During my reading this week these 10 questions I came up with really made me think.

  • How do you feel about Coates using a lot of other author’s opinions and beliefs rather than his own?
  • Ronald Hepburn stated on page 110 that he believes “We perceive and evaluate natural objects and objects of art differently” do you agree or disagree with Hepburn’s saying here?
  • Coates depicts how Europeans controlled nature for skeptical purposes, during the eighteenth century.  Do you think that type of controlled nature is still relevant today?
  • Do you think it’s possible to be without human influence when looking at the meaning of nature?
  • Later in chapter 6 the book talks about Ha-Ha fences. Their purpose was to prevent access to a garden, for example by livestock, without blocking the views. What’s your thoughts on the name and purpose of these fences?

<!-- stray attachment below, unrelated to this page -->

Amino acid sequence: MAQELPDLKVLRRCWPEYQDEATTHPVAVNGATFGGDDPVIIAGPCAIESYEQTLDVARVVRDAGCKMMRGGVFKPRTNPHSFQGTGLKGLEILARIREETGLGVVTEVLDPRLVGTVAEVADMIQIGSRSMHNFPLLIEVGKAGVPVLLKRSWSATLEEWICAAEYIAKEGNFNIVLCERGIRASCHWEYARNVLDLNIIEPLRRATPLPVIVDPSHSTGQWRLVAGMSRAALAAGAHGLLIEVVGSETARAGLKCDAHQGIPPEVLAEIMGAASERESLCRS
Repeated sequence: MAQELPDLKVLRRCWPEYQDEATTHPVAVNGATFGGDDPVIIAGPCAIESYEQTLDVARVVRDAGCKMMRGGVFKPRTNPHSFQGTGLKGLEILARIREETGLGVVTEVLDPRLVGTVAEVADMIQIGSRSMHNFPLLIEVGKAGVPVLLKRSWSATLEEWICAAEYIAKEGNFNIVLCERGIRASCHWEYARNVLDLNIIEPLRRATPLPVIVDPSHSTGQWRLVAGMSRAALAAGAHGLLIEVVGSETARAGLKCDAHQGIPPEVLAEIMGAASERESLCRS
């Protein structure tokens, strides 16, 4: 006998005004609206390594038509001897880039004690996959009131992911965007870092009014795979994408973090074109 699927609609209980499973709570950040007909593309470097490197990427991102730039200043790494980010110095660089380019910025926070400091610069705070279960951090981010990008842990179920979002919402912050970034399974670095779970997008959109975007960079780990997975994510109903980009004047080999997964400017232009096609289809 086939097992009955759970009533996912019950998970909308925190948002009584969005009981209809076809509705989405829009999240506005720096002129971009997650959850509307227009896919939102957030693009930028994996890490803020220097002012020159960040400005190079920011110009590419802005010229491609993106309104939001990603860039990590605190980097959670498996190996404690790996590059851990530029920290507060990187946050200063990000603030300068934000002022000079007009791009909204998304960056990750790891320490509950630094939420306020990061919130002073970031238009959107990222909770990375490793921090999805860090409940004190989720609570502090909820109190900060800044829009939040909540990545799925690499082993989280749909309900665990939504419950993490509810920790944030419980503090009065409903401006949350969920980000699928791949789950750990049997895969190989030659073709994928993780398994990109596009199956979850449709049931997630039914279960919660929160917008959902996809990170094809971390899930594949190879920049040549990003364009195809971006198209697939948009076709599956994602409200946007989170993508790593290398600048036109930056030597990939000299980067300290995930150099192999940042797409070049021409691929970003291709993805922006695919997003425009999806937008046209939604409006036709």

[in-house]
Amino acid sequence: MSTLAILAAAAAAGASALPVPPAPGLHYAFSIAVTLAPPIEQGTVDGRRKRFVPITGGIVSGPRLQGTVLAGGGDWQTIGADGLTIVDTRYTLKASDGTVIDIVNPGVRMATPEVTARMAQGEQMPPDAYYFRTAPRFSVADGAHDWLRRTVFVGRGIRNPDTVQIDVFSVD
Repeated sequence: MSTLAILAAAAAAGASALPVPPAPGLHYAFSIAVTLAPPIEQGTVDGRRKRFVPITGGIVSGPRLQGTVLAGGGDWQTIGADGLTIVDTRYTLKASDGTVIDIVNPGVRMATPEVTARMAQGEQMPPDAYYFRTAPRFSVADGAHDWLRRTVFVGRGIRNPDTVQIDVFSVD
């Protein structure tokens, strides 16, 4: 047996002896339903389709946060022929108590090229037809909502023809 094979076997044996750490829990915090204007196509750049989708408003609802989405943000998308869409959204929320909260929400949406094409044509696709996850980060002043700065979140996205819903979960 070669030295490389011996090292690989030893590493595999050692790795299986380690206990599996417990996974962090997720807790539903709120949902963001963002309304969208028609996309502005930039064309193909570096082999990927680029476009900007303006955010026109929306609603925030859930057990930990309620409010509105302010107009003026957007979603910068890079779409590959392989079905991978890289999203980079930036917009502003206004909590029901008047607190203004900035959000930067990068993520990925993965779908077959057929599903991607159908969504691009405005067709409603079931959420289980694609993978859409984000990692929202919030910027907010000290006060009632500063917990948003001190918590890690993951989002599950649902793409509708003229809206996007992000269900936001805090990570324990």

• What do you think when you hear the quote “the idea of nature as a liberating principle and the association of the right the good and the immutable”?
  • “If nature is good, then human nature must also be good” was a hot topic and often debated by 18th century ethicists. Do you agree or disagree with this saying and why?
  • A corrupt culture and innocent nature, approached history as a foul deviation from nature’s original plan for liberty and equality. Do you find this line to be true?
  • Coates brings up the idea that that mountains and wilderness were not always considered beautiful or of spiritual value. Can you see why people would have thought this and why?
  • What’s your overall opinion on Darwinism?



Overall I would have like to see Coates use more of his words rather than quoting a lot of other art hours. In my opinion it kind of takes away the legitimacy of his work. However Coates presented the conclusion and debates of many different topics in the closing chapters of his book ranging from the meaning of landscape, the romanticism impact on nature and how we as humans view it.

Learning how so much of nature isn’t yet conquered was very interesting to me, I love how the book explained how nature “fights back”. All in all I love seeing perspectives from others point of view, it forces you to see the how someone else perceives it rather just yourself.

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